Judgment: Public and Private, Finite and Infinite (Theopolitical Reflections on Nolan’s Dark Knight Trilogy, Pt. 2)

(Warning: This post contains spoilers for The Dark Knight, Batman Begins, and Memento, but NOT The Dark Knight Rises)

We ended the first installment asking why Rachel’s admonition to Bruce in Batman Begins that revenge is “never the same” as justice should always hold true.  What if the public system of justice is broken, and only the private individual can set wrongs right?

Here we can turn back to O’Donovan for illumination.  The proper object of judgment, he says, is a “new public context, and in this way judgment is distinct from all actions that have as their object a private or restricted good.”  Harvey (or Wayne at the beginning of the trilogy) might contend that they do have the public good in mind, however much it may appear to be a mere private vendetta.  But in any case, this is not enough for legitimacy: “A political act with political authority occurs where not only the interests of the community are in play, but the agency of the community as well.”  Why is this so important? 

“Political judgment prevents the fragmentation of the public space into myriad private spaces, each construed according to the differing perceptions and emotions of individual agents.  This is necessary because the dissolution of the common world into mutual incomprehension is always possible.  The alternative to public judgment is not no judgment, but private judgments, multitudinous and conflicting, frustrating each other and denying everyone the space of freedom.  ‘There was no king in Israel; everyone did what was right in his own eyes’ (Judg. 21:25).  A private person acting only on his or her own behalf could not establish a new public context, and so could not perform an act of political judgment.  The private act of vengeance, even if it is intended to serve the common good, is not done ‘on behalf of’ the community.  There was a popular story-line used by more than one author in the heyday of the detective story, which concerned a public-spirited individual resolved, in a spirit of disinterested justice, to settle society’s unpaid debts by killing off its unpunished murderers.  The pleasing paradox in the idea was that the objects of this disinterested justice inevitably became victims rather than executed criminals.  Such informal dealings could never give society what it needs in response to crime, which is judgment.” (23-24)  

This “popular story-line” is of course one construal of Harvey Two-Face’s determination to hunt down the corrupt cops who colluded with the Joker’s schemes.  Such a resort to private judgment, “construed according to the perceptions and emotions of an individual agent,” cannot in the end remain a judgment according to truth, as Nolan is keen to show us. Read More


Judgment According to Truth (Theopolitical Reflections on Nolan’s Dark Knight Trilogy, Pt. 1)

Warning: This post contains major spoilers from The Dark Knight, though not from The Dark Knight Rises (although certain themes and plot elements from the latter are discussed)

The haunting and acclaimed film The Dark Knight ended with one of the most arresting and morally provocative twists in Christopher Nolan’s oeuvre (and for anyone familiar with his films, that is truly saying something).  Confronted with the awful truth that Gotham’s “White Knight,” Harvey Dent, the city’s last best hope for order, justice, and redemption, has in fact succumbed to the Joker’s nihilistic message that the only justice is that which we make for ourselves, Batman makes a heroic decision.  He will take the guilt of Harvey Two-Face’s crimes upon himself.  He will bear the guilt, he will become an outcast.  He will be the Dark Knight so that Harvey can remain the White, and Gotham can sustain the faith she needs to conquer injustice.  A greater sacrifice, perhaps, than bearing physical death for the sake of the city, for Wayne has already poured himself out, given up his own life to pour it into the symbol that is Batman—now he must accept the death of that symbol, as it becomes an image of evil, that the city might be freed from evil.*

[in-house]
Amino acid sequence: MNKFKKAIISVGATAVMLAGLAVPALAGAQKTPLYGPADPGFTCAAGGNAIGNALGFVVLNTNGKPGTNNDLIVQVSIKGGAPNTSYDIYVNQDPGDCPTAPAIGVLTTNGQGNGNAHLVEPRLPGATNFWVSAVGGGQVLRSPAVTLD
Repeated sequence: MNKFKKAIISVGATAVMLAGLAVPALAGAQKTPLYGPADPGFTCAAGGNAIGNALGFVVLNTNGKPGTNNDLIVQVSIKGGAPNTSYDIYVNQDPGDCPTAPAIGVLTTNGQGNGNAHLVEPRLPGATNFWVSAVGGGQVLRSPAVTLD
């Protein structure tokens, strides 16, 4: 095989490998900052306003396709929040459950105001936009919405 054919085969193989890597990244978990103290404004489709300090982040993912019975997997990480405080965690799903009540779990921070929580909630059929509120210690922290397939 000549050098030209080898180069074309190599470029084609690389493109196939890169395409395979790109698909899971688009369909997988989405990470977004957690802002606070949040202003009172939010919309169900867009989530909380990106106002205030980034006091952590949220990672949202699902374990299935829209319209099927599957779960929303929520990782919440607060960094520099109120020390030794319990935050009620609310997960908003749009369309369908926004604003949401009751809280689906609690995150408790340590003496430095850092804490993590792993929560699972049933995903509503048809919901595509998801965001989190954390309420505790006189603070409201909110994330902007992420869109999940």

It is as profound an image of the Atonement as one can find in recent cinema—the hero becomes guilty in order to make his would-be killers innocent, takes evil upon himself so that his people would not have to bear its curse and stain.  And yet, something is amiss.  For this noble act of self-sacrifice is a lie.  Nolan makes no effort to hide from us this rejection of truth:

“It’s what needs to happen.  Because sometimes the truth isn’t good enough.  Sometimes people deserve more,” says Batman.  

And so Gordon duly tells his lie.  Tells how Dent was a hero, and how Batman, a vigilante with his own agenda, turned on him in the end and murdered him (the truth precisely in reverse, of course).  Batman becomes an outcast, Dent a hero.  And Dent’s death provides the city a new start.  Upon this murder a new political order is to be forged, justice is at last to be realized.  What neither Harvey nor Batman could bring to pass on the basis of truth is at last to be achieved on the basis of a lie.  The film thus leaves the viewer with sharply divided sympathies, torn with the moral ambiguity of the situation, as so many of Nolan’s films do.  The nobility of Batman’s abnegation stands in irreconcilable tension with the sense that justice founded on falsehood cannot succeed.